This rate is higher than the growth rates of other occupations.
The increase in the elderly population is a contributing factor to this high rate of growth.
The state of Virginia is currently experiencing the highest growth rate for EMTs and paramedics, followed by Kentucky and Utah.
Education Duration: 1-3 Years
Depending on their goals and capabilities, EMTs and paramedics can complete their training from anywhere between six months and three years.
Very basic training can take as little as a few weeks.
Committed paramedics may seek an associate’s or bachelor’s degrees, which can take upwards of four years to complete.
The more education and training acquired, the more prepared you will be for crisis situations that will be faced every day on the job.
Higher education will generally help you find a higher paying job.
Personal Skills Needed
EMTs and paramedics are often the first individuals on the scene at a crisis, and are essential personnel to help saves the lives of others in danger.
EMTs and paramedics need to be:
- Calm in a crisis
- Physically fit, being able to carry at least 100 pounds
- Current on vaccines
- Good at taking orders and working well with others
- Good at math and science
- Able to process stressful and chaotic situations
- Compassionate, and able to comfort patients and their families in times of crisis
- Depending on their certification, EMTs and paramedics will need to be able to use tools and equipment such as: IVs, needles, defibrillators, catheters, nebulizers, and tools to clear airways
Frequently Asked Questions
Q. How long is the training to be a paramedic?
Paramedics need to be proficient in all of the duties of an EMT, but will advance to learning far more advanced life-saving techniques.
Individuals who are seeking to become a paramedic can opt to choose to take a certification program or obtain an associate’s or bachelor’s degree.
On average, programs to become a paramedic generally take about one to three years.
Q. What qualifications do you need to become a paramedic?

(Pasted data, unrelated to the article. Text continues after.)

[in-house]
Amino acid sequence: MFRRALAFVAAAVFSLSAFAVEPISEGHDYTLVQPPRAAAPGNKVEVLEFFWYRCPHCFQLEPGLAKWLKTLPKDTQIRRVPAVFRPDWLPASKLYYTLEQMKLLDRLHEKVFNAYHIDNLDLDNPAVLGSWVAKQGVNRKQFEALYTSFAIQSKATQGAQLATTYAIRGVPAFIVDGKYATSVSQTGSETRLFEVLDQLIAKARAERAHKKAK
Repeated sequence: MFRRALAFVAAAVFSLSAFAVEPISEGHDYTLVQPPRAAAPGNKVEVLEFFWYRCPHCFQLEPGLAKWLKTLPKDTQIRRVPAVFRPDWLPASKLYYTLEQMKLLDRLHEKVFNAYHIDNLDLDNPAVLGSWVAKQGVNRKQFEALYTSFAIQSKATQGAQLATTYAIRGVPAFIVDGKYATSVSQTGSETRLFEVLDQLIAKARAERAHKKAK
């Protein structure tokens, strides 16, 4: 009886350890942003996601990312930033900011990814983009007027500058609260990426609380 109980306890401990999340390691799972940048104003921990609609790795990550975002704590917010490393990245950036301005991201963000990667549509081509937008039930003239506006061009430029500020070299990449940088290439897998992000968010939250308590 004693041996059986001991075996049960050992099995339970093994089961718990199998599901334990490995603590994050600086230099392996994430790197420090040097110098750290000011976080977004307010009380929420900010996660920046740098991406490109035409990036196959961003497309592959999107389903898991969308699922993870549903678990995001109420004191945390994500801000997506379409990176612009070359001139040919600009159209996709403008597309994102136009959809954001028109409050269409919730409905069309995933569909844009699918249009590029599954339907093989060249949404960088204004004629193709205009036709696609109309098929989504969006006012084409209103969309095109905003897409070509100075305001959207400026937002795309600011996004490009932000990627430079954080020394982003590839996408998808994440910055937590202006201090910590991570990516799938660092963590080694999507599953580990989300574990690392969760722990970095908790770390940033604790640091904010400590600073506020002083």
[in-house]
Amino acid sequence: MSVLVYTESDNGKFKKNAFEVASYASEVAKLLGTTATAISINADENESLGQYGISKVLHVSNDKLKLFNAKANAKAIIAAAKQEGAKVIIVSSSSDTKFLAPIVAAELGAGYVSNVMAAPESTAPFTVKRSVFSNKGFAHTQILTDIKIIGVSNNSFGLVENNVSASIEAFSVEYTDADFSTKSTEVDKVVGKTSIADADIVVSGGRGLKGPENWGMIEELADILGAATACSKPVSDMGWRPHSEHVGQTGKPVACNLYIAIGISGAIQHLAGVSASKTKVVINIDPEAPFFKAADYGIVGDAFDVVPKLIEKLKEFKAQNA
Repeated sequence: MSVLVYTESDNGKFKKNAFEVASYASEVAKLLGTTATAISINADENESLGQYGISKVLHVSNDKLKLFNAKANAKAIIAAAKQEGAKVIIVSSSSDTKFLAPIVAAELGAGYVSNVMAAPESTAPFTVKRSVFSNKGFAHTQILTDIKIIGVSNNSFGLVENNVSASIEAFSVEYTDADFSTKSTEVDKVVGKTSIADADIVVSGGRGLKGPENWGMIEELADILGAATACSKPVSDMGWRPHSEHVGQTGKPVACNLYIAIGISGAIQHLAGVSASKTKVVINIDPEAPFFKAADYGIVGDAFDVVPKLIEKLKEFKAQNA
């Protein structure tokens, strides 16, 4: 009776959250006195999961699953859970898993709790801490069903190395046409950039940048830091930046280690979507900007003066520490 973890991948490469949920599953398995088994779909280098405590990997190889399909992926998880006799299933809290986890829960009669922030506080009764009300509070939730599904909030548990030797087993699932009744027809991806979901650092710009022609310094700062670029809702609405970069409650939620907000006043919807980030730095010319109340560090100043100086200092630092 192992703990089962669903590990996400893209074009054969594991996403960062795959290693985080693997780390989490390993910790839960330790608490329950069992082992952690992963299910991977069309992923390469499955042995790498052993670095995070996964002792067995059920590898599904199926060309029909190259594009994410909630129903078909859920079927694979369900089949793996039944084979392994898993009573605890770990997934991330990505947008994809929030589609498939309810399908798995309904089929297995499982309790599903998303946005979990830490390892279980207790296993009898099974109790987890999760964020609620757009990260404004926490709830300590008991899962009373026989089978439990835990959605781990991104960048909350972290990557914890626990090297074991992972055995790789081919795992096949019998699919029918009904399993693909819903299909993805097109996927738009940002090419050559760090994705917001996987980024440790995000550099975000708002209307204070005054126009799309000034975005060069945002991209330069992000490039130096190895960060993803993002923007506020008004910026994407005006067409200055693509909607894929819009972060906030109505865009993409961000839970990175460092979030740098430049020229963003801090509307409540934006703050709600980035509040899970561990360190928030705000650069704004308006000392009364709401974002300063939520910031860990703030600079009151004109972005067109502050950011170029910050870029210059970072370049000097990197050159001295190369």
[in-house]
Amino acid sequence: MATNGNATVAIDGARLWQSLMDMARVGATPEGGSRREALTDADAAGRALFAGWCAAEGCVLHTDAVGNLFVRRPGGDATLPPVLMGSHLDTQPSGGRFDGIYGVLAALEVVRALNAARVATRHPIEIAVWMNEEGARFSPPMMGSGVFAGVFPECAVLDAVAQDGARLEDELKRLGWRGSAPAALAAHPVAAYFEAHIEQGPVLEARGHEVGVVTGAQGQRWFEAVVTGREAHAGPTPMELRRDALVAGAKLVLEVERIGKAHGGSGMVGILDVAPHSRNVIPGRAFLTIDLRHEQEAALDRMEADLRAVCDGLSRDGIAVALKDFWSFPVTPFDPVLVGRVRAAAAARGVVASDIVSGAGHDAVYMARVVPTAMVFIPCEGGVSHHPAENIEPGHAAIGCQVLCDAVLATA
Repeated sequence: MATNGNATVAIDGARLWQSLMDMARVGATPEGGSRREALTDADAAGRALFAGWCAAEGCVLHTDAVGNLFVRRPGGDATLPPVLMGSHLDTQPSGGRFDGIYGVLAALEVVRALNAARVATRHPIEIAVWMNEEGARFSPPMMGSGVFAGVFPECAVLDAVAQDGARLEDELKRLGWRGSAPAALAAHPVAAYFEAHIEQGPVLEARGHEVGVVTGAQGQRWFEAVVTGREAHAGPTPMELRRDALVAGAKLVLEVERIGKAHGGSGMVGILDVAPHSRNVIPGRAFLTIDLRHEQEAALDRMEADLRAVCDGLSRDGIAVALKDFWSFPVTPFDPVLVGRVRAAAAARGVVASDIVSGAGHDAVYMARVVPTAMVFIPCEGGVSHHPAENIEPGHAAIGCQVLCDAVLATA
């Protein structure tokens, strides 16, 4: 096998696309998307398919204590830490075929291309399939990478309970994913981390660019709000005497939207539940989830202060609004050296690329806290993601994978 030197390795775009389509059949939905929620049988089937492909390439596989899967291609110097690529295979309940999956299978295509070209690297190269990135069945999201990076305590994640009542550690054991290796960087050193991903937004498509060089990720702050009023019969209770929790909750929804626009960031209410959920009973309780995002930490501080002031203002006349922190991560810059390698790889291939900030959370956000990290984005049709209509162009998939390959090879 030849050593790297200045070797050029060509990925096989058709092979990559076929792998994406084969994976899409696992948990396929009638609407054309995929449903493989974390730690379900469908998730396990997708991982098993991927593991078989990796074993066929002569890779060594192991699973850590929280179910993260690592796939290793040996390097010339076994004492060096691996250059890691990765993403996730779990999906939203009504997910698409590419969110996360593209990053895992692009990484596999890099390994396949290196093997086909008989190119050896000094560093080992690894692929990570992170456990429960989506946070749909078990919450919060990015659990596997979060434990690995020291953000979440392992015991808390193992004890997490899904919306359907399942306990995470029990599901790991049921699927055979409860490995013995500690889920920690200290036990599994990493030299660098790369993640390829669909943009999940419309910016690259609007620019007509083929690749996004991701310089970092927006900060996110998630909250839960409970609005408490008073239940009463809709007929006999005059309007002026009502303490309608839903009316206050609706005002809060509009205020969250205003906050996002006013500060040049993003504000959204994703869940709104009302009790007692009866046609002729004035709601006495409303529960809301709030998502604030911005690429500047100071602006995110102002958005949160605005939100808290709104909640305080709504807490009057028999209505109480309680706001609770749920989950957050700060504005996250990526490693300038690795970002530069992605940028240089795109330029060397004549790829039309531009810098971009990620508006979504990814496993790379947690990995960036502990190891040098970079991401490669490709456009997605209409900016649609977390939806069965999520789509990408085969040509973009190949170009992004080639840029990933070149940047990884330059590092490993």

The specific qualifications for becoming a licensed or certified paramedic will vary from state to state.
Check with your state’s current guidelines.
Those seeking to become a paramedic must first obtain a high school diploma or GED.
Next, aspiring paramedics must become a licensed EMT.
Students may opt to enter into a college program or simply complete a certification program to become a paramedic.
Most states require paramedics to pass the NREMT exam.
Q. What is the difference between a paramedic and an EMT?
EMTs require much more basic training than a paramedic.
EMTs generally do not perform procedures that break the skin, whereas paramedics are required to be proficient in these types of procedures.
Paramedics are far more qualified for treating patients in a wide variety of situations.
One can become a basic EMT in as little as a few weeks.
The training to become a paramedic is generally around 1,200 – 1,500 hours.
Q. How much do paramedics make in a year?
Paramedics generally make higher wages than EMTs, but the differential is not significant.
The median wage for paramedics is about $33,380.
The region of the country, amount of training, employer, and type of work will cause the salary to go up or down.
Highly specialized jobs such as licensed flight paramedics, critical care paramedics, and tactical paramedics can command higher rates of pay.
Q. How many hours does a paramedic work in a week?
Paramedics generally work a 40 hour work week, but due to the nature of their jobs they may work overtime.
The number of hours worked each week will depend on their employer and the nature of their work.
Paramedics may need to work shifts that fall anytime during the day, including weekends and holidays.
Paramedics may be called in during off hours to assist with large trauma scenes.
Q. How much does it cost to become an EMT?
Basic training to become an EMT varies widely.
Community college EMT programs can cost as little as $200, and technical school training can cost over $1,800.
Students may also incur costs for supplies, materials and equipment.
The cost for exams, such as the NREMT exam, will cost around $70.
Licensing, certification, and training costs will vary from state to state.